The history of the land of Assyria is, to a considerable extent, the story of a continuous attempt by individuals, communities, states, and empires to define their places in their landscapes. In basic economic terms, people had to feed their families, which meant adapting to the possibilities and limitations of climate and environment for agriculture and animal husbandry, and sometimes extending them. Even for the elite elements of society, the environment was a critical variable in how palace walls were decorated, how gardens and parks were created, and how tribute was collected. Climate and environment played important roles in determining the scheduling of royal campaigns and in which directions they went. The limitations and fluctuations of climate were a major concern in Assyrian temples as well, as priests and kings attempted to intercede with the gods for the favorable growing conditions that sustained cities, enabled trade, and revealed to the people the good relationship between the king and the gods.
The physical landscape of Assyria was far from immutable. Fluctuations in temperature, rainfall, and seasonality took place on yearly, decadal, and even millennial scales. Its human communities were also responsible for modifications that turned the physical environment into the cultural landscape. The nature of these cultural changes have much to tell us about past societies. At one end of the continuum, landscapes were modified by the aggregate actions of their inhabitants, whether they were farmers, shepherds, craftspeople, or traders. Individuals might have only limited effects on their surroundings within their lifetimes, but their collective actions can leave a tremendous, often unintended, footprint. The best example of such cumulative action is the tell, the classic form of archaeological site in the Near East, the largest of which grew to 40 m or higher. Tells formed over centuries or millennia as individual households built, repaired, tore down, and rebuilt stone and mudbrick structures on the same spot (Rosen 1986). The intention of the builders was simply to provide a physical space for their households, not to create a looming aggregate of decayed mud brick on the landscape; the cumulative result of many generations engaging in this simple domestic behavior, however, had just such an effect.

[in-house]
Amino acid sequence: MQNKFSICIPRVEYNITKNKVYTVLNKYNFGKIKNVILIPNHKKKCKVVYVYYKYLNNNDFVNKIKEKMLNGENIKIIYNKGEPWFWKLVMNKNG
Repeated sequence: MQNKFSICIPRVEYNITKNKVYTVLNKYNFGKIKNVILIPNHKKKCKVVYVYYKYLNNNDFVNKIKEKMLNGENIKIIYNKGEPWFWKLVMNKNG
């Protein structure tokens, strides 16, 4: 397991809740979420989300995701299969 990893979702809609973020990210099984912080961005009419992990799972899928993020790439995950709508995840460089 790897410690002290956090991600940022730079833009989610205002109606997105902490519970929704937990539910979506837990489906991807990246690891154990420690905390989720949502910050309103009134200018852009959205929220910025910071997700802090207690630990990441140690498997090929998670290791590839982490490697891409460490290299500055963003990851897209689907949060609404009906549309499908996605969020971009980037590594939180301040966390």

On the other end of the continuum, landscapes could be modified according to royal will; kings and their planners imposed their particular political, economic, demographic, and cosmological visions upon the surrounding land. The resulting landscape elements were often monumental due to the royal household’s ability to mobilize vast amounts of labor toward its ends. These structures are more difficult to remove, and therefore disproportionately likely to survive to the present than lesser changes.
This chapter reviews the physical environment and cultural landscapes, both emergent and imposed, in the regions of modern northern Iraq, southeastern Turkey and eastern Syria that encompass the central part of the ancient “Land of Assyria” (Fig. 1). Although this geographic designation was only meaningful in the late 2nd and early 1st millennia BCE, in the time of the Middle Assyrian and Neo-Assyrian empires, it provides a convenient geographical framework within which to consider earlier landscapes, especially the Early Bronze Age (EBA) urban phase of the late 3rd millennium BCE. Geographically, this region encompasses the middle stretch of the Tigris River between the Eski Mosul and the Fatha gorge, its tributary valleys and plains to the east, the Cizre plain in the north, and the Upper Khabur and Sinjar plains, as well as the Khabur river valley, to the west. These latter areas, while outside of the Tigris Valley “heartland,” were considered by the 1st millennium BCE Assyrian kings to be historically part of the “Land of Ashur,” and were administered as such (Postgate 1992, 1995, Radner 2006, Kühne 2012).